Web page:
Strongly disagree2 (3.57)2 (1.94)5 (3.85)
Not comfortable receiving care here
 Strongly agree23 (42.59)23 (22.33)57 (46.72)
 Agree13 (24.07)39 (37.86)36 (29.51)
 Disagree13 (24.07)21 (20.39)14 (11.48)
 Strongly disagree5 (9.26)20 (19.42)15 (12.30)

Outcome3 months12 months

β (95% CI)
Office courtesy and helpfulness0.40 (−0.32, 1.21)0.61 (−0.08, 1.31)
AOR (95% CI)
Overall satisfaction0.45 (0.21, 0.95)1.32 (0.62, 2.78)
Satisfaction: group talks and vitals (CCHAs)1.11 (0.53, 2.31)1.55 (0.77, 3.13)
Satisfaction: reception1.02 (0.50, 2.11)2.71 (1.32, 5.56)
Satisfaction: nurses0.74 (0.34, 1.61)1.90 (0.89, 4.04)
Satisfaction: lab0.75 (0.34, 1.67)1.23 (0.57, 2.78)
Satisfaction: clinicians0.59 (0.27, 1.26)1.53 (0.73, 3.20)
HIV education$1.29 (0.64, 2.62)3.28 (1.92, 6.83)
Wait time$1.01 (0.51, 1.98)1.97 (1.03, 3.76)

Controlling for being on ARVs, .
$Controlling for being on ARVs and language of survey, .
Controlling for being on ARVs, language of survey, sex.

OutcomeStratum3 months12 months

Coefficient, β (95% CI)
Doctor respect, time, and listening$Males ( ) = −1.22 (−3.38, 0.94) = 0.19 (−1.52, 1.91)
Females ( ) = 2.83 (1.44, 4.21) = 1.63 (0.44, 2.83)
AOR (95% CI)
Satisfaction: pharmacyMales ( )0.82 (0.22, 3.11)3.64 (0.94, 14.09)
Females ( )0.62 (0.25, 1.56)1.05 (0.42, 2.61)
People with HIV treated the same as others$Males ( )0.71 (0.12, 4.26)17.81 (1.83, 173.12)
Females ( )1.82 (0.60, 5.51)1.92 (0.58, 6.32)
Privacy & confidentiality$Males ( )0.65 (0.06, 7.20)5.98 (0.52, 68.70)
Females ( )0.27 (0.02, 2.96)0.41 (0.04, 3.87)
Not comfortable receiving care here$Males ( )0.05 (0.00, 0.48)0.46 (0.06, 3.36)
Females ( )2.65 (1.01, 6.99)3.37 (1.33, 8.52)

Controlling for being on ARVs.
$Controlling for being on ARVs and language of survey.
3.2. Perceived Stigma

All stigma-related items showed significant effect modification by sex (Table 5). At 12 months post-integration, men reported significantly higher levels of agreement that people with HIV were treated the same as others (aOR 17.81, 95% CI 1.83–173.12), while women’s responses did not change significantly. Patient agreement with providers maintaining privacy and confidentiality did not change significantly within either sex during the assessment period. Men were less likely to agree that they were not comfortable receiving care at the clinic by the 3-month survey (aOR 0.05, 95% CI 0.00–0.48). Women were more likely to express discomfort at both time points compared to baseline: 3-month aOR 2.65, 95% CI 1.01–6.99; 12-month aOR 3.37, 95% 1.33–8.52.

4. Discussion

Our findings suggest that integrating HIV care with primary care services does not negatively affect individual patients and may offer some benefits that extend beyond the health-system level to the individual patient. Assessment of the patient-level effect suggests that patient satisfaction remained high and that integration did not heighten perceived stigma. Before and after integration, patients generally agreed that care was provided confidentially and equitably regardless of HIV status although women expressed increased discomfort with receiving care at integrated clinics. In rural Kenya, other investigators from our group have found that overall client satisfaction with integrated HIV services among pregnant women is associated with satisfaction with administrative staff, satisfaction with health professionals, and convenient wait times and encounters with a receptionist [30].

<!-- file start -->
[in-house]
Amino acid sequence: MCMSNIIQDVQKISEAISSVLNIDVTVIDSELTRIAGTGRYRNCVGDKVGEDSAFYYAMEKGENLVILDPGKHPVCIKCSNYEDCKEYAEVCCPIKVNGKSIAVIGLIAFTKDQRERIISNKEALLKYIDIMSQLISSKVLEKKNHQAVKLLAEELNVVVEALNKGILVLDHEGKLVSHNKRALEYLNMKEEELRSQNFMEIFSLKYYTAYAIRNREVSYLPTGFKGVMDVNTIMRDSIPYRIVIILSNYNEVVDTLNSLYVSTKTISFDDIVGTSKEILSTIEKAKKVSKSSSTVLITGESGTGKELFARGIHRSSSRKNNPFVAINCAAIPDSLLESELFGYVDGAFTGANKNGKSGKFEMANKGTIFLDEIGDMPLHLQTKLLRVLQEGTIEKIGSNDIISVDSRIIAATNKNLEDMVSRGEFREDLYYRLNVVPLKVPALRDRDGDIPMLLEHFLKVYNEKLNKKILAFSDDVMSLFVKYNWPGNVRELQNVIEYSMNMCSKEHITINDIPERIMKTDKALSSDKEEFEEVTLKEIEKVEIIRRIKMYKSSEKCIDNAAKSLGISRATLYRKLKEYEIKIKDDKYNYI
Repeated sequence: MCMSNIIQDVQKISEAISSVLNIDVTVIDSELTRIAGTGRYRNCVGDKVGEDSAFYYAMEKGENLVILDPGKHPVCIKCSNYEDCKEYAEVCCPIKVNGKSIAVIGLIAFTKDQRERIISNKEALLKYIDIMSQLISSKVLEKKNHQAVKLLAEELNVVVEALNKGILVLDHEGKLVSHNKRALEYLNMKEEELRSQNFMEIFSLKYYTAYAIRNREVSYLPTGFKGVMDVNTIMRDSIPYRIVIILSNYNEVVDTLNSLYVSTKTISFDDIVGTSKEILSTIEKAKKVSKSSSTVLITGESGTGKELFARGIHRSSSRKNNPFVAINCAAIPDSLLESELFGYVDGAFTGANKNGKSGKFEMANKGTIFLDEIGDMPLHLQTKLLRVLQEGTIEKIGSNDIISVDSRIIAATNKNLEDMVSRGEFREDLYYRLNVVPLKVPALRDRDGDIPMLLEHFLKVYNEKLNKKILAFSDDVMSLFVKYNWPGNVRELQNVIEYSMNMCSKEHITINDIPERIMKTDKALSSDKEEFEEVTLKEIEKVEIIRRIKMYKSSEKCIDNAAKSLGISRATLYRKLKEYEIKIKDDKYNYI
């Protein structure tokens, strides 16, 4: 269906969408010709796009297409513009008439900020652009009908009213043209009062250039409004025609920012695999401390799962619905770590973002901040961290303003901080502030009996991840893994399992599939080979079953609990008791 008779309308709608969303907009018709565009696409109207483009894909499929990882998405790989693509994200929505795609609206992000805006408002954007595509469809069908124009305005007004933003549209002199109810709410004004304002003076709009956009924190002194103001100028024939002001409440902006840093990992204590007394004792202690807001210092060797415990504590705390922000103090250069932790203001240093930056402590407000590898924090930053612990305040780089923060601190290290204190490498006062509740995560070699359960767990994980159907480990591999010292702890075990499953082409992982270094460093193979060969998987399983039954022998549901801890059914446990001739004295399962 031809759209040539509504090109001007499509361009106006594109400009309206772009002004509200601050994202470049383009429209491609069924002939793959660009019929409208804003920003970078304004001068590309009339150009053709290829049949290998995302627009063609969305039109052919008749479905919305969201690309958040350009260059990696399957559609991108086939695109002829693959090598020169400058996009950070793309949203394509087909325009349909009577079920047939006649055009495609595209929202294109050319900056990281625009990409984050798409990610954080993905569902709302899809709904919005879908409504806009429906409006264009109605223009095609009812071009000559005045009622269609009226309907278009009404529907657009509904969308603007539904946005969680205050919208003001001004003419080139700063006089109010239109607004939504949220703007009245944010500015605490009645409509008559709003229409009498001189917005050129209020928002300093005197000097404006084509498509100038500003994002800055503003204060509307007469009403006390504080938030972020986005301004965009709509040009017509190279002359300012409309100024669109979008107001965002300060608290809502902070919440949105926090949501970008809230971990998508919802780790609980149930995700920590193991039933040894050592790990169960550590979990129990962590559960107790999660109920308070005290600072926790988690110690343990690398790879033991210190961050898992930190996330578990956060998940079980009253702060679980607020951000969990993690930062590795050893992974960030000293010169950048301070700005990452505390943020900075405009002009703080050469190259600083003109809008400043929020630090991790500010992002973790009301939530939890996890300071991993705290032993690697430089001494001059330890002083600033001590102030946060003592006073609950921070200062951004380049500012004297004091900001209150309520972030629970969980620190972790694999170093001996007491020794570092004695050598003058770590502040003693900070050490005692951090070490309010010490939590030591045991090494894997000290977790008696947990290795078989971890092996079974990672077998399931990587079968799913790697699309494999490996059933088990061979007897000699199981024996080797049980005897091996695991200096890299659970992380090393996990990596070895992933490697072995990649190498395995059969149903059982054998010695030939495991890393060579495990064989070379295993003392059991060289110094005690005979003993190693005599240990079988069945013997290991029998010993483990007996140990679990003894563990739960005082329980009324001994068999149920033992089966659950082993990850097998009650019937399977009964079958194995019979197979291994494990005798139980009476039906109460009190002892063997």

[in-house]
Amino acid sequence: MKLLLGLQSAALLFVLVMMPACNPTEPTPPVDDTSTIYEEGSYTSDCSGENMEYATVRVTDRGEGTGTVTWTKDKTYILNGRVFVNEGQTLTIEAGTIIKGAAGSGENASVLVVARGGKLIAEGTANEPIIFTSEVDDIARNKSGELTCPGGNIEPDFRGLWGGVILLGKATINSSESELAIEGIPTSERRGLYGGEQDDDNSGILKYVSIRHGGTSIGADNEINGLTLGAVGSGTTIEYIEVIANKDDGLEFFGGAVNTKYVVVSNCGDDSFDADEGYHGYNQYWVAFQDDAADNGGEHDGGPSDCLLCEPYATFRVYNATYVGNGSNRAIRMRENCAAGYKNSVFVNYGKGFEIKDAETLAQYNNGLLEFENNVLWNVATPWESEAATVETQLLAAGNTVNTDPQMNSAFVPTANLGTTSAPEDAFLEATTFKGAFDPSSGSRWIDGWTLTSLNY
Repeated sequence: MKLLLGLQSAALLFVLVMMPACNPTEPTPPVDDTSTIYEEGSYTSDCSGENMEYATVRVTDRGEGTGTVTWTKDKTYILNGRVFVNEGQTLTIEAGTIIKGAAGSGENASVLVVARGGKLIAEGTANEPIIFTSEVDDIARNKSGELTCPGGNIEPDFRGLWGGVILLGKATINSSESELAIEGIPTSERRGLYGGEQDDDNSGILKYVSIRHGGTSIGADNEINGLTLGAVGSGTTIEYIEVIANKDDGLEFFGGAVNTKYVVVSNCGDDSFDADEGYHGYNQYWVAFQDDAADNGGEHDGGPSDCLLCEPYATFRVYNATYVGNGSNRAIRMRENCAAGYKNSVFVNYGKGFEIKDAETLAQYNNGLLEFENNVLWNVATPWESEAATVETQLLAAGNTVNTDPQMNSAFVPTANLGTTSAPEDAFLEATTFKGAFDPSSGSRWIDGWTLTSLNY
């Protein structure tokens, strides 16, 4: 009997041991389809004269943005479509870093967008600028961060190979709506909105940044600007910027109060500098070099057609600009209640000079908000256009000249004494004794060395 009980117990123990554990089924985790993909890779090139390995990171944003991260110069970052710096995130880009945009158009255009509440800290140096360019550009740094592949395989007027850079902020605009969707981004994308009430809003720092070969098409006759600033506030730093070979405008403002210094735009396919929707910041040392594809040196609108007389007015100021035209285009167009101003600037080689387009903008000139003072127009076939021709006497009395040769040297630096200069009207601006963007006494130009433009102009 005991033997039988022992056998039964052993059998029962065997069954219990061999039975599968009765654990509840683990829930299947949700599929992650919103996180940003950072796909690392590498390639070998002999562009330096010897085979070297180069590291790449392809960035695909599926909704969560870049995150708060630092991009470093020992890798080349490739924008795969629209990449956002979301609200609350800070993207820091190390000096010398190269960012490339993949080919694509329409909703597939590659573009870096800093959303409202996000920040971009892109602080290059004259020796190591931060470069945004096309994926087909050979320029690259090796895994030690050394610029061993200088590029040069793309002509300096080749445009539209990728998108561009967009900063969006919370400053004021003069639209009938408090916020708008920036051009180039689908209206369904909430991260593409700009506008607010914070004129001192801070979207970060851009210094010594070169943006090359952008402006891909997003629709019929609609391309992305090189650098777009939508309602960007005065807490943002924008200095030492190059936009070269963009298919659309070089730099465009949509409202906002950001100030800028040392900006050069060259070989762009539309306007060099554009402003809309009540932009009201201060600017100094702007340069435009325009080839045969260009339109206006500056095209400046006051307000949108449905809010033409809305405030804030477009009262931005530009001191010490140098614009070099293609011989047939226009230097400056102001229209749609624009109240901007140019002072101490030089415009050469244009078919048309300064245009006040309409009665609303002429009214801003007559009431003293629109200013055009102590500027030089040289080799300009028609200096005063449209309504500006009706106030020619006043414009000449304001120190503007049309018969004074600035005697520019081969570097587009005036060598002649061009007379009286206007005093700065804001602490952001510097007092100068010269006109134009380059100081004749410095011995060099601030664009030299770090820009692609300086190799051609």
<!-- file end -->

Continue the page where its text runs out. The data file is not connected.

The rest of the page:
As an initial assessment of the patient-level effect of integration, these findings may be a promising indication that integration may extend the resources concentrated within HIV care to a broader patient population without diminishing patients’ perceived satisfaction. Patient education sessions appeared to have a greater effect when done in an integrated setting. The significant increase in satisfaction with HIV education as well as reception and wait times may be an indication that the increased staff training positively affected patient-provider interaction. The increased satisfaction with HIV education may have also resulted because the mixed population of HIV-positive and general patients found the sessions more beneficial than HIV-positive patients alone, or because of the broader scope of topics after integration. While we found that patients trusted healthcare providers to keep information confidential and to treat all patients equally to similar degrees before and after integration; women were less comfortable about receiving care at the integrated clinic. Since the follow-up samples included HIV-negative patients, it is possible that this finding relates to their discomfort with integrated care or that it represents continued high levels of apprehension regarding others suspecting one is HIV positive. The effect of integrated care on inadvertent disclosure bears further investigation. Overall, our findings suggest that despite the challenges involved in integrating HIV care into routine health care, it is possible to pursue integration without significant disruption of patients’ experience, and in fact with some benefits observable even within a 12-month period.

Our finding that patient satisfaction remained high with integration may be evidence that the restructuring required to achieve the system-wide benefits of integration [10, 11] does not result in patient dissatisfaction. Our findings that stigma did not significantly worsen with integration support some of the findings by Topp et al. [24].

4.1. Limitations